Understanding Long-Term Care
Tip: Won’t Medicare Pay for It? After a three–day hospital stay, Medicare will cover the first 20 days in a skilled nursing care facility completely. For the next 80 days, it will cover all but $157.50 per day. And after 100 days, it won’t cover anything.
Source: Centers for Medicare and Medicaid Services, 2015
Addressing the potential threat of long-term care expenses may be one of the biggest financial challenges for individuals who are developing a retirement strategy.
The U.S. Department of Health and Human Services estimates that 70% of people over age 65 can expect to need long-term care services at some point in their lives.1 So understanding the various types of long-term care services—and what those services may cost—is critical as you consider your retirement approach.
What Is Long-Term Care?
Long-term care is not a single activity. It refers to a variety of medical and non–medical services needed by those who have a chronic illness or disability—most commonly associated with aging.
Long-term care can include everything from assistance with activities of daily living—help dressing, bathing, using the bathroom, or even driving to the store—to more intensive therapeutic and medical care requiring the services of skilled medical personnel.
Long-term care may be provided at home, at a community center, in an assisted living facility, or in a skilled nursing home. And long-term care is not exclusively for the elderly; it is possible to need long-term care at any age.
How Much Does Long-Term Care Cost?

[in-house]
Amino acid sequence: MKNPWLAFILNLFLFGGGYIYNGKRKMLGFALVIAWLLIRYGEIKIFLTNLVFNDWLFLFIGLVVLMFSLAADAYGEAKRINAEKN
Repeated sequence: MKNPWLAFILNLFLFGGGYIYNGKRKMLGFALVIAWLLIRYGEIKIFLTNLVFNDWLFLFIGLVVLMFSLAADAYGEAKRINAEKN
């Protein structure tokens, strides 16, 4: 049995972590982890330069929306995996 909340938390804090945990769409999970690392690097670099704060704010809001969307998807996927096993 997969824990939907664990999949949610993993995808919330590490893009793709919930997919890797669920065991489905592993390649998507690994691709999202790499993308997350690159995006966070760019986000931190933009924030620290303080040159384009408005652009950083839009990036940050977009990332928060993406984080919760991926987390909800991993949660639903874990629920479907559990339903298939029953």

Fast Fact: Getting Care Now. Some 1.4 million adults live in skilled nursing facilities. Another 4.8 million remain in their own homes but get help with personal care from other people.
Sources: CDC, 2015. (Data from 2013 report is the latest available.)
Long–term care costs vary state–by–state, and region–by–region. The national average for care in a skilled care facility (single occupancy in a nursing home) is $91,250 a year. The national average for care in an assisted living center (single occupancy) is $43,200 a year. Home health aides cost a median $20 per hour, but that rate may increase when a licensed nurse is required.2
What Are the Payment Options?
Often, long-term care is provided by family and friends. Providing care can be a burden, however, and the need for assistance tends to increase with age.4
Individuals who would rather not burden their family and friends have two main options for covering the cost of long-term care: they can choose to self-insure or they can purchase long-term care insurance.
Many self-insure by default—simply because they haven’t made other arrangements. Those who self-insure may depend on personal savings and investments to fund any long-term care needs. The other approach is to consider purchasing long-term care insurance, which can cover all levels of care, from skilled care to custodial care to in-home assistance.
When it comes to addressing your long-term care needs, many look to select a strategy that may help them protect assets, preserve dignity, and maintain independence. If those concepts are important to you, consider your approach for long-term care.
Default Choice or Best Approach?
Less than 8% of Americans have insurance for long-term care. The rest have chosen — either actively or by default — to self-insure. Individuals who elect to self-insure may rely on personal savings and investments to fund any long-term care needs.
Source: Robert Wood Johnson Foundation, February 2014
- U.S. Department of Health and Human Services, 2015
2. Genworth 2015 Cost of Care Survey
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